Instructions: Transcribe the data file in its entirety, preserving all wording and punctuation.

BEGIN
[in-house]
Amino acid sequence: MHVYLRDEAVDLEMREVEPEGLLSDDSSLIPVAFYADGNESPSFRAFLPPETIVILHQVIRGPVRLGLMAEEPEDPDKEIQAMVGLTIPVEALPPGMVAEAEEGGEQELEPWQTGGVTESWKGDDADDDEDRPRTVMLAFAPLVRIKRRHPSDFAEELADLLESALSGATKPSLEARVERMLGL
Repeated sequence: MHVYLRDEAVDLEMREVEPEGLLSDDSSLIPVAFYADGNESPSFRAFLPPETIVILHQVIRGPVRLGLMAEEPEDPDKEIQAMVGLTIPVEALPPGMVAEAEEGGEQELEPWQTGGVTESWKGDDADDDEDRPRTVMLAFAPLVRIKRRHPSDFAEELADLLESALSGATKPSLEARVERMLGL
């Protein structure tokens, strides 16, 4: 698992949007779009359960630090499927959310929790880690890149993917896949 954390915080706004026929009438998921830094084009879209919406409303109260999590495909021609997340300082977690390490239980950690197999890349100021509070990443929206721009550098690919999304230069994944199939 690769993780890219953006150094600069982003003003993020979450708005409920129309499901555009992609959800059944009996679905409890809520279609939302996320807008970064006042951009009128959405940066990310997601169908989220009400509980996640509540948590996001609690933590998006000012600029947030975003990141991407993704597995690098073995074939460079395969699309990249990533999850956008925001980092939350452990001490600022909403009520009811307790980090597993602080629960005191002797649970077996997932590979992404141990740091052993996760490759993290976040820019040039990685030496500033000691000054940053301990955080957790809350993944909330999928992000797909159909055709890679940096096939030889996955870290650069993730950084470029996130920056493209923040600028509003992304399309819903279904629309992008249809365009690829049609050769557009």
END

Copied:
[in-house]
Amino acid sequence: MHVYLRDEAVDLEMREVEPEGLLSDDSSLIPVAFYADGNESPSFRAFLPPETIVILHQVIRGPVRLGLMAEEPEDPDKEIQAMVGLTIPVEALPPGMVAEAEEGGEQELEPWQTGGVTESWKGDDADDDEDRPRTVMLAFAPLVRIKRRHPSDFAEELADLLESALSGATKPSLEARVERMLGL
Repeated sequence: MHVYLRDEAVDLEMREVEPEGLLSDDSSLIPVAFYADGNESPSFRAFLPPETIVILHQVIRGPVRLGLMAEEPEDPDKEIQAMVGLTIPVEALPPGMVAEAEEGGEQELEPWQTGGVTESWKGDDADDDEDRPRTVMLAFAPLVRIKRRHPSDFAEELADLLESALSGATKPSLEARVERMLGL
């Protein structure tokens, strides 16, 4: 698992949007779009359960630090499927959310929790880690890149993917896949 954390915080706004026929009438998921830094084009879209919406409303109260999590495909021609997340300082977690390490239980950690197999890349100021509070990443929206721009550098690919999304230069994944199939 690769993780890219953006150094600069982003003003993020979450708005409920129309499901555009992609959800059944009996679905409890809520279609939302996320807008970064006042951009009128959405940066990310997601169908989220009400509980996640509540948590996001609690933590998006000012600029947030975003990141991407993704597995690098073995074939460079395969699309990249990533999850956008925001980092939350452990001490600022909403009520009811307790980090597993602080629960005191002797649970077996997932590979992404141990740091052993996760490759993290976040820019040039990685030496500033000691000054940053301990955080957790809350993944909330999928992000797909159909055709890679940096096939030889996955870290650069993730950084470029996130920056493209923040600028509003992304399309819903279904629309992008249809365009690829049609050769557009």